Tag Archives: children

Something I Missed While On Vacation: 31 Million Ashley Madison Users Have Explaining To Do…

I have not paid that much attention to the goings-on over the hack of Ashley Madison – I tried to explain the fuss to my kids and I said to them that it was a dating site for married people to meet other married people for… ummm… naked twister.  No, I didn’t say that.  I said it was a site for married people to meet other married people so they could become friends and go out sometimes.

While we were on vacation, there was a list released by the hacking group which put some or all of the information of the 31 million users out for public consumption.

I was a bit surprised that of that 31 million, 26 million were men, and 5 million women which means that either the data is skewed, that the 5 million women were very much in demand and quite busy or that 10’s of millions of men never found a twister partner.

My interest in Ashley Madison and parent company Avid Life Media (ALM) only lies in the fact that they are a Canadian company and that the site was created, born and raised here in Toronto.  I might one day look to see if I recognize any of the names, but to be honest, I don’t care.  I, like you, am busy with real things, like family, work, and other activities, and what other people do with their time and in their relationships is 100% their own business and no one else’s.

I think I have always taken this standpoint even from way back in the day when I was The Urban (Not Yet A) Daddy, and I want my kids to look at the world the same way if at all possible.  Marriage, relationships, friends, religion… None of this is my business unless you are forcing your views on me, and those views oppress, harm or place others in a lower standing than the rest of us.  Then I have a problem with it.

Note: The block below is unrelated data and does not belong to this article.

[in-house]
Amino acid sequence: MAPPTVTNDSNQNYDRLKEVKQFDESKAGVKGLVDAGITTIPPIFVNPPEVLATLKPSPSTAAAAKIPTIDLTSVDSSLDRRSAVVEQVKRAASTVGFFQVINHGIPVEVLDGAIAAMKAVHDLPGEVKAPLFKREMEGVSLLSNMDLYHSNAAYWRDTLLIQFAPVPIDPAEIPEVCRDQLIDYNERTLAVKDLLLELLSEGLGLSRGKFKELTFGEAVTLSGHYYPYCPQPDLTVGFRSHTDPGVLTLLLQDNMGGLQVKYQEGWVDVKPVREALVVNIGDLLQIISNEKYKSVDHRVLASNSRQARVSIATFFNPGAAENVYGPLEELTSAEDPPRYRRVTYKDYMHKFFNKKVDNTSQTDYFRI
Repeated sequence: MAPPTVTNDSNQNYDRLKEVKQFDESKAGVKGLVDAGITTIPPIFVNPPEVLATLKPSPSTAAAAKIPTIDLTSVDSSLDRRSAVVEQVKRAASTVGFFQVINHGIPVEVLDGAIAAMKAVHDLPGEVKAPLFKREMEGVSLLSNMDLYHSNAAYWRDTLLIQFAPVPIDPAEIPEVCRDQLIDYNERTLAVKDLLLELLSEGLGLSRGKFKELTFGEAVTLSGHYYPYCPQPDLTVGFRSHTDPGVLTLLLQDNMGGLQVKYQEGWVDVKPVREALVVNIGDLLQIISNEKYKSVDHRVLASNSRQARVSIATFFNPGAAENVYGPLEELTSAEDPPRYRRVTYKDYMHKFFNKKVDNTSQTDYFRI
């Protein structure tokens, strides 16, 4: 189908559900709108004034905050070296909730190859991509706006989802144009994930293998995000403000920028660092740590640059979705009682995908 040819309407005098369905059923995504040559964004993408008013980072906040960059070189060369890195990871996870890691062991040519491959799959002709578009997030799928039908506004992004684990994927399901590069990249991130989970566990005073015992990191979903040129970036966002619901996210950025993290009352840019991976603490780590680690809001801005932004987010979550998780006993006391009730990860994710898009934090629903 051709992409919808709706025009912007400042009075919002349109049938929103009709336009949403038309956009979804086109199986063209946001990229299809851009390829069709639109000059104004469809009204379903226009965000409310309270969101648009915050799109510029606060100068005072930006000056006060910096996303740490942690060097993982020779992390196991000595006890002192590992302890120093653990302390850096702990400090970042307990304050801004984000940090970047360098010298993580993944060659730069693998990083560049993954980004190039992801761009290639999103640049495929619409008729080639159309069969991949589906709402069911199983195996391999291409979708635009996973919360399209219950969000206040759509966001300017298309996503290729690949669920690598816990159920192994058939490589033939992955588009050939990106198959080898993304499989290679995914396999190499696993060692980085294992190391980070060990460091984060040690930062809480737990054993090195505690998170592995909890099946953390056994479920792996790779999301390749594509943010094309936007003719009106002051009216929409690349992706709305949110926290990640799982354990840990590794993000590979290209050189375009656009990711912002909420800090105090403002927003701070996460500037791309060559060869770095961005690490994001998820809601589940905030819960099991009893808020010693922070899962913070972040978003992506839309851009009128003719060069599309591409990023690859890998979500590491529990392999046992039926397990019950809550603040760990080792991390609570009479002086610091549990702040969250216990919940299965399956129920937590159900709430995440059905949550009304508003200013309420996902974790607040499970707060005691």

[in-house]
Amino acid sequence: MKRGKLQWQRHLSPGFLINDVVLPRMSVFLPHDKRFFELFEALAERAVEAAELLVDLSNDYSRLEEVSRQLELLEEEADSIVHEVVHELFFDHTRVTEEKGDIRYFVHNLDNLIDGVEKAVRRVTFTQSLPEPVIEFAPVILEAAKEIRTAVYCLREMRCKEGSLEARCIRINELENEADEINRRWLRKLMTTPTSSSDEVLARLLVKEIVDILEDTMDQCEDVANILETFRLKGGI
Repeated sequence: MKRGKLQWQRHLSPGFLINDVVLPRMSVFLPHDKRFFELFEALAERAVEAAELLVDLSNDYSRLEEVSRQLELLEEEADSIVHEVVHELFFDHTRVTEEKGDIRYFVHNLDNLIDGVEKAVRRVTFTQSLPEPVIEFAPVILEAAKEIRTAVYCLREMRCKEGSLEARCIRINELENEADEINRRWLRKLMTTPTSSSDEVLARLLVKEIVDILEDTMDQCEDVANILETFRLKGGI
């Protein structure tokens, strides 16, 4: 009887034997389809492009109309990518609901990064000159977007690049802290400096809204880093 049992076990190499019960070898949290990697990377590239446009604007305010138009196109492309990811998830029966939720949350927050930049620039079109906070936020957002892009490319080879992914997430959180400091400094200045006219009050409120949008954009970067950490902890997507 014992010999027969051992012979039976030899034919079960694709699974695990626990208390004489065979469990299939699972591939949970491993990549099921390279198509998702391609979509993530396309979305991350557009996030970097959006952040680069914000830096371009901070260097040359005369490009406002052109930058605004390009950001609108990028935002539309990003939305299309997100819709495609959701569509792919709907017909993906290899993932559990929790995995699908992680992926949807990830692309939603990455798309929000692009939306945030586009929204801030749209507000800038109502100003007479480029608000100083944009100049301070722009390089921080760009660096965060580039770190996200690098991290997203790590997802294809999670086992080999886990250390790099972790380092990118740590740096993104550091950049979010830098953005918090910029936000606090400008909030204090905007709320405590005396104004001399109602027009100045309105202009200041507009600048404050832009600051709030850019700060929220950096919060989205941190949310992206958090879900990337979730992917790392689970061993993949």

At the end of the day, strip away everything and you have a planet with land, and humans.  We are all the same.

I hope the Ashley Madison scandal blows over.

I feel bad for the people involved – I hope they choose to continue life as they know it, or that they get help and work out their issues.  I also don’t like to see personal data hacked, stolen, and made public, but I also admire the work of these hackers for taking a stand (if it turns out to be that and not a bitter former employee) and with all of the secrecy in the world it’s nice to know the truth every now and then.  It’s how we can hold people accountable.

What is your take on this?

How would you explain this to your children?


Here is the article that I read which helped bring me up to speed;


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Proud Recipient of a 2015 Ontario Volunteer Service Award

On June 16th, The 2015 Ontario Volunteer Service Awards were handed out in Toronto, which recognizes individual volunteers for continuous years of commitment and dedicated service to an organization.